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Loan fund proposed to help support growth


 Speech: Kevin Kingston

Speech: Kevin Kingston

Speech: Kevin Kingston

A new fund to tackle property debt and save struggling companies is needed in Northern Ireland, according to a top banker speaking at a Belfast conference.

Kevin Kingston, deputy chief executive and managing director of business banking at event sponsor Danske Bank, said a new mezzanine loan fund would support business growth.

It would free trading cashflows that are being channelled into servicing property debt, he told the Chartered Accountants Ulster Society Funding for Recovery 2014 conference in Belfast.

He said that with Northern Ireland particularly badly exposed to bad debt from the property crash, a fund similar to Invest NI's Growth Loan Fund would help businesses brought down by debt.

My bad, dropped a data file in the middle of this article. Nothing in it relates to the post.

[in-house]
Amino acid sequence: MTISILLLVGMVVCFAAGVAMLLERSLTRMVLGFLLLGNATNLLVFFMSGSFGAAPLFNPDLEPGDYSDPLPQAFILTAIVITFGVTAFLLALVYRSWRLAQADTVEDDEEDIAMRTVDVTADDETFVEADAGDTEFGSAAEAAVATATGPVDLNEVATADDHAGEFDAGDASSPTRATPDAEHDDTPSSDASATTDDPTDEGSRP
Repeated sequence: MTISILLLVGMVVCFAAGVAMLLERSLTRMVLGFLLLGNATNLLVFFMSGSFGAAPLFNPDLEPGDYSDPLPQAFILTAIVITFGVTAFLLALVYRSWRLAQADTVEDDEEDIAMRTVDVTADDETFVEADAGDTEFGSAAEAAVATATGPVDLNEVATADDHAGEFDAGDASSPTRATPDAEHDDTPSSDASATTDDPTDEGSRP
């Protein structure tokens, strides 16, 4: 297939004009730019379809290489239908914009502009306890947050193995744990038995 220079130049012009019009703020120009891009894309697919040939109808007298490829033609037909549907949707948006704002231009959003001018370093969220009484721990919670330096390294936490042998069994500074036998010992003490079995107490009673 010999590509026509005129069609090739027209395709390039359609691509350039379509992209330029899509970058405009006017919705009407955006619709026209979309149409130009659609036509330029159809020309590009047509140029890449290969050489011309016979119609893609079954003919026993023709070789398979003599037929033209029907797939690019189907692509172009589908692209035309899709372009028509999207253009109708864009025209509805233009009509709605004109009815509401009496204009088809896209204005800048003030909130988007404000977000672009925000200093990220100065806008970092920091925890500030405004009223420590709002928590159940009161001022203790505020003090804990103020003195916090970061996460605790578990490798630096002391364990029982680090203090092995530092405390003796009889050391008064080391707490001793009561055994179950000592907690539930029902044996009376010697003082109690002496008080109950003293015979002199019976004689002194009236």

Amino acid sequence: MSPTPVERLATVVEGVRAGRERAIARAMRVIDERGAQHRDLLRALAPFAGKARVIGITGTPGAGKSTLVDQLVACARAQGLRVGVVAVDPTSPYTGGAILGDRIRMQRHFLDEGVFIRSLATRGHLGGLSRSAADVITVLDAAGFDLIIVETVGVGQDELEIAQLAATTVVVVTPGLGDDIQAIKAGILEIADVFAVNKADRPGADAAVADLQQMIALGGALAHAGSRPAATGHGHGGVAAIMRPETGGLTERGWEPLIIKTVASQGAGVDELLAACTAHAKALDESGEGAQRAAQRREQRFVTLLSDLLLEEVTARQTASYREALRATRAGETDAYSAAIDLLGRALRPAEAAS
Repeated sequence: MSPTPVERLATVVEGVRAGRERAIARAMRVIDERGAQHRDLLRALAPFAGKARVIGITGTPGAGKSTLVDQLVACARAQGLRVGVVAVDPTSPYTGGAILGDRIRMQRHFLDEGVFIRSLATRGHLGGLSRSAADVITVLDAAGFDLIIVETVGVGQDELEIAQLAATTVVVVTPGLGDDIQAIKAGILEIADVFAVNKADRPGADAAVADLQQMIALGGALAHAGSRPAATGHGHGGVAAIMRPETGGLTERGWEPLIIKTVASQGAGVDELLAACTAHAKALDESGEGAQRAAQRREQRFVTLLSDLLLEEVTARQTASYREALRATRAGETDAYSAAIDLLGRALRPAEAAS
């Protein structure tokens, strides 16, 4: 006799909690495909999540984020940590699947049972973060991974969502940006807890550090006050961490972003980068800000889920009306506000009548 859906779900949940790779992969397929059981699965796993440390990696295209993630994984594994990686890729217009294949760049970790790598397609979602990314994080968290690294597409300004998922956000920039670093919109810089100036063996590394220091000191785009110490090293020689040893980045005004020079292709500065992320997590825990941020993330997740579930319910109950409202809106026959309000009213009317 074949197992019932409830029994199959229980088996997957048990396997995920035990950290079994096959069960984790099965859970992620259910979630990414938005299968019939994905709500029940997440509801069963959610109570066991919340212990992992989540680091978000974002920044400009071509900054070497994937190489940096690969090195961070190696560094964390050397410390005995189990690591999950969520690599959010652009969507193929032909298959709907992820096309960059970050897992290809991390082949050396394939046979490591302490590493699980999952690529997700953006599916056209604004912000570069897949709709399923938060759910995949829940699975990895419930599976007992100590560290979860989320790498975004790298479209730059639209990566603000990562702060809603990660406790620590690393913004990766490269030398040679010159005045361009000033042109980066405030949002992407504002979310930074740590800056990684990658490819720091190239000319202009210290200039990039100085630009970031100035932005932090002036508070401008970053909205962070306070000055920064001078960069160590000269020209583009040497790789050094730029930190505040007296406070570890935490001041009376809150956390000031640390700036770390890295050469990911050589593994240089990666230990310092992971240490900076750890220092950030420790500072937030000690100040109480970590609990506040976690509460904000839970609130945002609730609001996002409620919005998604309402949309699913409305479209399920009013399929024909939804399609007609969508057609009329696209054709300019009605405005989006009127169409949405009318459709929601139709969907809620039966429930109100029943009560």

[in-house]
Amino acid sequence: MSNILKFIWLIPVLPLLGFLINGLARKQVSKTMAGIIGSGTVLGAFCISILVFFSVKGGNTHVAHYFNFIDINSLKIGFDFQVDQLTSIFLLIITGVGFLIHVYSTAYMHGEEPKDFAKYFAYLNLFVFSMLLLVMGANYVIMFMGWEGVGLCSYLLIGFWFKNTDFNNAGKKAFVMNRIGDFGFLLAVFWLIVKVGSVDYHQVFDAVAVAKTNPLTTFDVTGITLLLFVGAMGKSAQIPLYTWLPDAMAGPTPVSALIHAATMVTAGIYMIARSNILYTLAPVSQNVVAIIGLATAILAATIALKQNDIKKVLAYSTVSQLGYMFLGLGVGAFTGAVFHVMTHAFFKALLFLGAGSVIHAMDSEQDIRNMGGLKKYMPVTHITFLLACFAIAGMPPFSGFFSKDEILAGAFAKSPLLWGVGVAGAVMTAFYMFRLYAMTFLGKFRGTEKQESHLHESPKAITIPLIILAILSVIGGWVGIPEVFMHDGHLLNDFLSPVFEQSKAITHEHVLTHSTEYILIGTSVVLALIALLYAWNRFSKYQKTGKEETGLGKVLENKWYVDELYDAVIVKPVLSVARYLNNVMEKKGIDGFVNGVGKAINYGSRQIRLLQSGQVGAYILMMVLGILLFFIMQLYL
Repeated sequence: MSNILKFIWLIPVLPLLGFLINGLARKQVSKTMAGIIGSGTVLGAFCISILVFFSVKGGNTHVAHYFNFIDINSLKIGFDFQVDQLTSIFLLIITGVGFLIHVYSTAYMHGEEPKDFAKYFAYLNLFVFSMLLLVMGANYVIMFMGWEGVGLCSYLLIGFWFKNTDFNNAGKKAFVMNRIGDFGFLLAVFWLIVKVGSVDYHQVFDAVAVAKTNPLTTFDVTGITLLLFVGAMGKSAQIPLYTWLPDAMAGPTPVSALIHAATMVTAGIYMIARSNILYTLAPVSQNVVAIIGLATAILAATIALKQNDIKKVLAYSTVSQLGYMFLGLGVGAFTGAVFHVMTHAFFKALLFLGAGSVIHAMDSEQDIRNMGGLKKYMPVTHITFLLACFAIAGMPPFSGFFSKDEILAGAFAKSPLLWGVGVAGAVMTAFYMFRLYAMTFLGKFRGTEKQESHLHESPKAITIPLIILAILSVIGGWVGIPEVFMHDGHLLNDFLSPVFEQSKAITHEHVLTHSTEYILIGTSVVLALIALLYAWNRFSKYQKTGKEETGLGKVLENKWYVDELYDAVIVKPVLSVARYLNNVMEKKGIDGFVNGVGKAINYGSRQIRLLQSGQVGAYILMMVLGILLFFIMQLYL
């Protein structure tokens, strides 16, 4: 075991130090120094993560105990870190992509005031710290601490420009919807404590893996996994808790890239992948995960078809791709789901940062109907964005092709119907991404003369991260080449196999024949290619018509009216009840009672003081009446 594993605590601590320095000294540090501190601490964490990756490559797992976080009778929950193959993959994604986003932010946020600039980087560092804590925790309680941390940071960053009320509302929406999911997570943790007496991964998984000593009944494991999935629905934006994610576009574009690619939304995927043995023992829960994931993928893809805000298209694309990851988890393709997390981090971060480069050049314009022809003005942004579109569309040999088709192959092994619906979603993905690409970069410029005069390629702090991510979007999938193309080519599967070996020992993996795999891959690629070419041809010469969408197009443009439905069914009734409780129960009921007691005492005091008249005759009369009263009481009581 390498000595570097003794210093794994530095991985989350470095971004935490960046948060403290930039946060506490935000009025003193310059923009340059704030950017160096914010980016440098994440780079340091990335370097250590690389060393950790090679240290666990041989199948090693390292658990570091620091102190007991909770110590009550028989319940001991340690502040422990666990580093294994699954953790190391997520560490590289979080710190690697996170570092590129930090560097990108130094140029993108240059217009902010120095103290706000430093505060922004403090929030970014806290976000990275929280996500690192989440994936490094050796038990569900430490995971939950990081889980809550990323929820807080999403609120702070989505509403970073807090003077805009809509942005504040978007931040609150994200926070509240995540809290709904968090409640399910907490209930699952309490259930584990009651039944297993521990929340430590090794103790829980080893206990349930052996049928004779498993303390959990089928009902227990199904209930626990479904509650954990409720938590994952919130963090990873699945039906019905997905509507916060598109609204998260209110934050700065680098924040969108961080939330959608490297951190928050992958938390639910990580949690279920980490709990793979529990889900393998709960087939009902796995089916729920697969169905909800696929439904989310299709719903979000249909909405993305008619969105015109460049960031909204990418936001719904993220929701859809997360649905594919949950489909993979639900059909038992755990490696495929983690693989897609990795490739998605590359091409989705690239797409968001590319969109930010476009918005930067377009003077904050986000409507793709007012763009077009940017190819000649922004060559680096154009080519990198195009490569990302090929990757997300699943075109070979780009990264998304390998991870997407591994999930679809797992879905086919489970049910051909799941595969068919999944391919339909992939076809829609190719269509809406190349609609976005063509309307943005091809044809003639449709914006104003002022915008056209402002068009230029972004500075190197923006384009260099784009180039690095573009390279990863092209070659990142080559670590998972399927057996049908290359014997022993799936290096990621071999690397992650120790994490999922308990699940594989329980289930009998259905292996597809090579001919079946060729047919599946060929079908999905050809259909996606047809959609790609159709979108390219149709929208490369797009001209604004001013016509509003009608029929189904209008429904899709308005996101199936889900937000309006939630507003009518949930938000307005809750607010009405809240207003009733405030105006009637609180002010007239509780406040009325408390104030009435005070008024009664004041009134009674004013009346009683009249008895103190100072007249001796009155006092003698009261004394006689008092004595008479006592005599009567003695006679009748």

Mr Kingston said that according to InterTradeIreland's Access To Finance Report, almost 30% of local medium-sized SMEs bought property in recent years using bank debt, which is now putting major pressure on cashflow and holding back growth.

He added that the Economic Advisory Group's Access to Finance report found businesses with property overhang were four times more likely to have sought additional bank finance but were also more likely to have struggled in accessing the finance they need.

Mr Kingston proposed that a solution to the problem could come in the way of a bespoke fund based on the mezzanine finance model used by the Growth Loan Fund in Northern Ireland.

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"The Growth Loan Fund has worked very well to date, with 60 commercial loans worth £18m approved in the past 18 months to fund local business growth. A similar approach could be used to re-finance residual property debt where it is holding back the growth of good local trading businesses," he said. "A bespoke mezzanine fund would enable such companies to take a longer-term approach to repaying and reducing legacy property debt."

A number of firms in Northern Ireland have fallen into administration partly due to property debts, including building firm Patton and utilities firm KPL.